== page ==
In the cities of ancient Greece a public performance of pathos would be staged. The public tragedy on the stage would somehow cleanse the members of the polis by their participation in the great dramas of human tragedy. The hubris, the shame, and the cruelty of the fates and gods are held up for public consumption, and the city breathes easy once again. As if the public performance of tragedy atones for the crime, and restores the citizens to commonweal. The Sheepcat alerted me to a recent performance, which he also addressed on his blog. Not everything that needs to be said will be said here and now, but I must begin...
We have returned to our roots. A story in the Globe and Mail (might be offline in a week or so) recounts the decision of “C. Smyth” and her husband to have an abortion 19 weeks into their pregnancy. It is a rather sad tale on many levels. C tells us that she and her husband of 7 years
“could be perfect parents. We're professionals, with university degrees, own our own house, it's even paid off (we're financially careful yuppies). We're also fit -- we do Ironman events, marathons, play golf, travel and help support my parents.”
So what is wrong with the scene? It happens that “our 19-week-old miracle is turning out to be tragically flawed. A dreaded extra chromosome -- a triple X -- has robbed us of a healthy baby.”
“I cry myself to sleep."
Yes, and the agonizing choice you made has also spared you further tears.
"My husband researches triple X on the computer. We have to decide quickly because it's already 19 weeks into the pregnancy. We don't feel capable of raising a severely disabled child. It would be different if we didn't have a choice, but we do.”
Righteous anger is an easily obtained commodity these days. Shrill prophets against injustice are a dime a dozen, so forgive me if I play one for a moment. You did a few minutes of googling and on the basis of that decide what kind of child this will be? Go ahead, everyone, look for yourselves. Try hitting triple x syndrome on your favorite search engine and see what comes up. I’m sorry to say this, but I don’t buy it. To co-opt a phrase from another campaign - this is the 21st Century. Catch up with the science, the education, the "progress". University educated? Professionals? Urbane and sophisticated?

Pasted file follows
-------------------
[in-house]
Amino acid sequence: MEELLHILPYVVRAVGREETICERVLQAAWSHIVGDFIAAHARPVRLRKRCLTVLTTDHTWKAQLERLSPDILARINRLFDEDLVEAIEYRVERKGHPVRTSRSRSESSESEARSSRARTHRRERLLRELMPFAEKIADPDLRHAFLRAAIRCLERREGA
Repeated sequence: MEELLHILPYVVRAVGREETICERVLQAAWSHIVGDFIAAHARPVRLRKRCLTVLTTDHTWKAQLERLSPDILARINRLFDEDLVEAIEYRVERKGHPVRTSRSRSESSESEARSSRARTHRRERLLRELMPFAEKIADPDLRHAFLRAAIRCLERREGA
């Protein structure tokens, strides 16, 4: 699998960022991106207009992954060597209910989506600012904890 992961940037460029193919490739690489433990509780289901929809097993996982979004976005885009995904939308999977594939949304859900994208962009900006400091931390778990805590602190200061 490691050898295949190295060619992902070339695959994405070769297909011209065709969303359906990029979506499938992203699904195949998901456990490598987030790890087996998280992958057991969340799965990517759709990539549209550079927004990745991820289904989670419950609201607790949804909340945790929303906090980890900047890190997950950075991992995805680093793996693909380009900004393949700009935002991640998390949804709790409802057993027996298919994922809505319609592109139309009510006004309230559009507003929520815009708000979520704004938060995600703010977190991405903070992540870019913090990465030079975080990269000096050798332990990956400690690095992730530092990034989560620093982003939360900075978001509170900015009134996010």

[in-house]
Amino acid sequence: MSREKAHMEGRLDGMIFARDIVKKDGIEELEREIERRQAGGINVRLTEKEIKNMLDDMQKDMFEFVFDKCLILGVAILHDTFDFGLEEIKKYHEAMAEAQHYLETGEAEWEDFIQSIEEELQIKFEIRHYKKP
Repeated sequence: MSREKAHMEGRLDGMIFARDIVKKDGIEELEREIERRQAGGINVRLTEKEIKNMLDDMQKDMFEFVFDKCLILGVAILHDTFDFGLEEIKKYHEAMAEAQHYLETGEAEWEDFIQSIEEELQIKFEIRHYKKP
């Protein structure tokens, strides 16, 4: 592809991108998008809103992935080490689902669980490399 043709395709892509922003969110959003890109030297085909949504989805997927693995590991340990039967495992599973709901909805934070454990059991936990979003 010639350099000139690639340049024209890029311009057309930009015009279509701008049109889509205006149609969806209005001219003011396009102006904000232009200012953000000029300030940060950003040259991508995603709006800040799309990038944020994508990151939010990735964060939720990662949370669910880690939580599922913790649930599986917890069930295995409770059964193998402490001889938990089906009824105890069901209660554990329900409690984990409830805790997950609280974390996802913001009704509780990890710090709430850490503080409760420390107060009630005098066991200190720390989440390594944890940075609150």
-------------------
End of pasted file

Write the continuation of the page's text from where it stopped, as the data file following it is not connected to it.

And then comes the question, which is really a statement: “Isn't it more cruel to bring a child burdened with so many disadvantages into the world?”
Cruel to whom? To the child? Or to a lifestyle of Ironman events, marathons, travel and golf? What is it that prevents you from parenting? You have no strength, no character, no ability to push through the wall? You have no resources? (“financially careful yuppies”)
I am sorry to say that I don’t trust you. I suspect that someday the C Smyths will look at my child and ask a similar question: “isn’t it more cruel to sustain a child burdened with so many disadvantages in the world?” I know some of you will say it is an unreasonable stretch, but the link is there: abortion of the flawed and euthanasia of the flawed. There are no real grounds for making a distinction if you hold that there is truth in C’s “question.”
“We had already decided if it was a Down syndrome baby (one in 30 chance for a mother over 40) we wouldn't continue. I thought even my church-going mother (who goes door-to-door collecting money for those who are anti-abortion, and their pro-life campaign) could forgive that.”
C, let me reassure you of something, that God is always ready to forgive, even when people (including “church going” ones) aren’t. And I suppose there are few "pro-lifers" out there who know this kind of decision from the inside. But to forgive is different than to rationalize or accept and say “that’s okay”, and then sweep under the rug.